Recent news articles report that a charter operator hopes to start flying 30-seat Embraer E135 jets on scheduled flights out of Santa Monica [KSMO]. Rumor has it they are already selling tickets. This sounds crazy, because there is no evidence that the operator has first obtained an approval for these operations, at an airport that appears to not conform with FAA’s runway safety design standards, as required for this type of operation and aircraft.
FAA requires airports to provide emergency equipment and design elements that will adequately protect the public. A first step in this process is to assess the airport and assign an Airport Reference Code, or ARC. The ARC is defined by the size and speed of the most demanding aircraft to use the airport at least 500 times in a year. The Embraer E135 has a maximum takeoff weight nearly 42,000 pounds, a 67 feet 9 inch wingspan, and an approach speed around 130 knots. FAA considers the E135 to be a ‘C-II’, and the airport has to be designed accordingly.
For safety, all airports have a defined Runway Protection Zone (RPZ), typically a set of trapezoidal areas delineated reference the approach end and departure end of the runway. The RPZ for a C-II airport, as would serve the E135, can be seen on airport master plans across the nation, and measures 500ft and 1000ft on the ends, by 1,700ft long. An RPZ is ideally OWNED by the airport authority, and is to be clear and level to accommodate errant flights; the ONLY structures allowed are those necessary for the airport, such as lighting and navigational aids.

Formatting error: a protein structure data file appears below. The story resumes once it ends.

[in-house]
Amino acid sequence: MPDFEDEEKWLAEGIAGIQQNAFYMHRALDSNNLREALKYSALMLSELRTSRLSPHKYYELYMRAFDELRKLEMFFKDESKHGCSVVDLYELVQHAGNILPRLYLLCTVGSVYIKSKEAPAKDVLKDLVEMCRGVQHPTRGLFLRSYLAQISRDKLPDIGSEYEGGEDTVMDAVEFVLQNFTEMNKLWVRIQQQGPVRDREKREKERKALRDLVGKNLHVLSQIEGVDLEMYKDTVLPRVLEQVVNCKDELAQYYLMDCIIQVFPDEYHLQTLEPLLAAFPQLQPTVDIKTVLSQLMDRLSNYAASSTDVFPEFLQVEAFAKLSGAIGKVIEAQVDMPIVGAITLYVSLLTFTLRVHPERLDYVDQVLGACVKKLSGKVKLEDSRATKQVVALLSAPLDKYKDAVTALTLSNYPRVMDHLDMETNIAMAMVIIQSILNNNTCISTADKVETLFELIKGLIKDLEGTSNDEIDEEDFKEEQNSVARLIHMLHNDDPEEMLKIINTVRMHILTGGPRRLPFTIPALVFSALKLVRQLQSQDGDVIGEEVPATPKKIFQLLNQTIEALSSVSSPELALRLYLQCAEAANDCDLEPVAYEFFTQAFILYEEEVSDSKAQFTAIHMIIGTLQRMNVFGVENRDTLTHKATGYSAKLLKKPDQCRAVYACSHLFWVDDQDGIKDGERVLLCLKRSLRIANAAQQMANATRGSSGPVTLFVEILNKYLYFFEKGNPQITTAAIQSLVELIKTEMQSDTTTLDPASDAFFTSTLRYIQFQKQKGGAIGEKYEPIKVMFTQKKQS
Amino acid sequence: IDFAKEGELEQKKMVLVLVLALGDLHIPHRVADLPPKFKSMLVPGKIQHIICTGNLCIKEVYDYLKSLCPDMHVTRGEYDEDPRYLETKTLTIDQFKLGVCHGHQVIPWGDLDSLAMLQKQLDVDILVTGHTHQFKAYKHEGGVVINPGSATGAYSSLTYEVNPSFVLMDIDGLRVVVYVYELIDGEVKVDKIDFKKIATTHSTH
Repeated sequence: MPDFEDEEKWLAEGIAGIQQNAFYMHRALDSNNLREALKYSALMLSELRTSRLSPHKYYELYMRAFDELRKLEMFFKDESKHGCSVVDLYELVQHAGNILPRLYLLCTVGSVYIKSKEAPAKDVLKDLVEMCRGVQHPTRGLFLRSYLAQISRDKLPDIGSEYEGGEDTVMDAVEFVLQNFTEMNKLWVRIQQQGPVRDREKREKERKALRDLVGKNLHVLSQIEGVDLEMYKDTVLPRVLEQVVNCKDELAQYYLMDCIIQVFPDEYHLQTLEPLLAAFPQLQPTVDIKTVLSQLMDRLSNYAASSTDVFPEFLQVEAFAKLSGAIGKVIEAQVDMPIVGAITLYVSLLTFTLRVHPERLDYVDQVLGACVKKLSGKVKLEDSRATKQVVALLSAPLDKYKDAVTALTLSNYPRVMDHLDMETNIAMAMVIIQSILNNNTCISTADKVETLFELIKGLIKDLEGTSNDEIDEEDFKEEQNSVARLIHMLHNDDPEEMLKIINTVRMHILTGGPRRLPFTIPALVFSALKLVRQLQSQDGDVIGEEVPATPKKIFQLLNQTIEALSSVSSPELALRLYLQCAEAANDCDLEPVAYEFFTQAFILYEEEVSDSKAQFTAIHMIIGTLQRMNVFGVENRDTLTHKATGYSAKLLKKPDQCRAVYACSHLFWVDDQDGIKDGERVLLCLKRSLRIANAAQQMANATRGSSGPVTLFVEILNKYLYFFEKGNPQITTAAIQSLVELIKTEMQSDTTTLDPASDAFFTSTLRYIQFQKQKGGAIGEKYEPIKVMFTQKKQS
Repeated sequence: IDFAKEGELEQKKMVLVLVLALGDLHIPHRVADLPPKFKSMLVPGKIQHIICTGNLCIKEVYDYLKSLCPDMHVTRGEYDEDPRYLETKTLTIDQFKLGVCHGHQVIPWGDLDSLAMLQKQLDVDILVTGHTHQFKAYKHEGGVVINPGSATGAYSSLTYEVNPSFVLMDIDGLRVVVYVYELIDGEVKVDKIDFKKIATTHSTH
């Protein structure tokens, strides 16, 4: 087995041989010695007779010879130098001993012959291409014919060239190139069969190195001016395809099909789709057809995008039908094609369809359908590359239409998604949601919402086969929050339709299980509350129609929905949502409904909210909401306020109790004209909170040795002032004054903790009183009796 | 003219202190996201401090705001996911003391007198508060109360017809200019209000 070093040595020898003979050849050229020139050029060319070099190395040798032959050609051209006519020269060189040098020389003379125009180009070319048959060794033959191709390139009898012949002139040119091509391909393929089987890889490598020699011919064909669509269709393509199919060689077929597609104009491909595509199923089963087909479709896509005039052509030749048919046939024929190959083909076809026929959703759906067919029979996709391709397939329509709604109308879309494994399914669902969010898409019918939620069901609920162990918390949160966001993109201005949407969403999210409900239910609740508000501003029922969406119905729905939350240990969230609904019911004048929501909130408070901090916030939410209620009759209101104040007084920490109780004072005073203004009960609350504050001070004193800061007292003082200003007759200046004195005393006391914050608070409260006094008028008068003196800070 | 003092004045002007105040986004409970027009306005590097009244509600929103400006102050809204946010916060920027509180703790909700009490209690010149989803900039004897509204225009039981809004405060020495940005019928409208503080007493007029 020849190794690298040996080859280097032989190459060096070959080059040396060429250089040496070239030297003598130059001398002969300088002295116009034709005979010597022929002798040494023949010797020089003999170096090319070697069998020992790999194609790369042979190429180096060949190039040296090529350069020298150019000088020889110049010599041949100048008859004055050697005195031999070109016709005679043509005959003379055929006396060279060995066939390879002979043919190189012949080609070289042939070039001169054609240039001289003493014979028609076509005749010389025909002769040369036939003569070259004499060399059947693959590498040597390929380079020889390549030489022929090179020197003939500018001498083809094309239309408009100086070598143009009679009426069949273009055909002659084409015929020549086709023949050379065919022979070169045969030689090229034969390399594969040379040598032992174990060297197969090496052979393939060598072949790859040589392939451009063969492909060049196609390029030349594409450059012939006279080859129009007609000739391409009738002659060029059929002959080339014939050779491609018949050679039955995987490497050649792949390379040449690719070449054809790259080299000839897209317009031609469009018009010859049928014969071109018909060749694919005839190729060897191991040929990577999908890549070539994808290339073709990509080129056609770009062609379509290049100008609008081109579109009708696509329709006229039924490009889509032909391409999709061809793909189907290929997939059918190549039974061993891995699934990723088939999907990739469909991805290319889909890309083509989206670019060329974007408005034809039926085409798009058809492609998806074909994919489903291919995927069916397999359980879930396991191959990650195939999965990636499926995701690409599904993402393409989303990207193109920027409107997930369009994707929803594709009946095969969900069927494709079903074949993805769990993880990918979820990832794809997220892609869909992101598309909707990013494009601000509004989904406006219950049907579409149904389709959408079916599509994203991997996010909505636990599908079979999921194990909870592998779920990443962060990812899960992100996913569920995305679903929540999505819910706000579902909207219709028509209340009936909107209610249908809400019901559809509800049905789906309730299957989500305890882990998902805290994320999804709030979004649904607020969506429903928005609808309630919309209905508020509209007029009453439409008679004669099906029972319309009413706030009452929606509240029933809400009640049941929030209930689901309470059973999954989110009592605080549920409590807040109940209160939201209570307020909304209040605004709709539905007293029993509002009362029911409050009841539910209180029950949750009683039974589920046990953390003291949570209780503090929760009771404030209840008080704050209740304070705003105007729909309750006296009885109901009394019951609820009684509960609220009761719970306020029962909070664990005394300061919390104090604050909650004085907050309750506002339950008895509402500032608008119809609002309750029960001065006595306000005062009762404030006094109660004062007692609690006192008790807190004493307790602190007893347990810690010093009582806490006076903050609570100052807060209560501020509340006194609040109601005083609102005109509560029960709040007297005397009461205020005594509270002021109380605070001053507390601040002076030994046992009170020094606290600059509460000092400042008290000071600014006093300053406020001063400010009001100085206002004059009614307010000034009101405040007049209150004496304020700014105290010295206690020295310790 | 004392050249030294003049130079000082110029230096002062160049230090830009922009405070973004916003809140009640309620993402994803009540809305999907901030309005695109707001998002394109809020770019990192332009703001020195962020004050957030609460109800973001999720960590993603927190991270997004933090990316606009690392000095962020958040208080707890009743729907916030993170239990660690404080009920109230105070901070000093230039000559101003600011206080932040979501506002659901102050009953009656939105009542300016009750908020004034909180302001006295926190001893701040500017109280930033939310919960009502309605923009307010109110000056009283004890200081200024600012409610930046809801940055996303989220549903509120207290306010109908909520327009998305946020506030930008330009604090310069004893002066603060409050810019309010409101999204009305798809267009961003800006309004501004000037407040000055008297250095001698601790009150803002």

Just to get an idea of how incompatible and unsafe the KSMO runway geometry is, here is a trio of satellite images. The first is a screencap showing the approach end of KSMO Runway 21, with a thin red 500ft circle added, centered on the end of the runway; lots of houses, and yet the full C-II RPZ extends roughly 1,400ft further to the east!
The second screencap of a satellite view shows what the same 500ft circle looks like at Hayward [KHWD], where the nearest homes are approximately 800ft from the end of the runway. Notice how wonderfully clear, flat and open the area is, to safely contain any accidents that can and do happen … and notice the contrast with KSMO.
The third image shows what FAA wants – (and what the Public needs!) – at all certified airports: runways away from homes, with full RPZs. This example shows the Tallahassee, FL airport [KTLH] in comparison with KSMO; both at the same scale, one airport on wide open flat land, the other airport wedged in between mature residential neighborhoods.So, an air charter operator may already be selling tickets for scheduled jet flights out of KSMO, and the FAA is saying nothing.
Are you kidding me!?!!!!!?!
Where is the safety regulation here? Where is the application of all the Airport Design standards in Advisory Circular AC 150/5300-13A? Doesn’t FAA have to ensure Part 139 is followed for these 30-seat charter flights?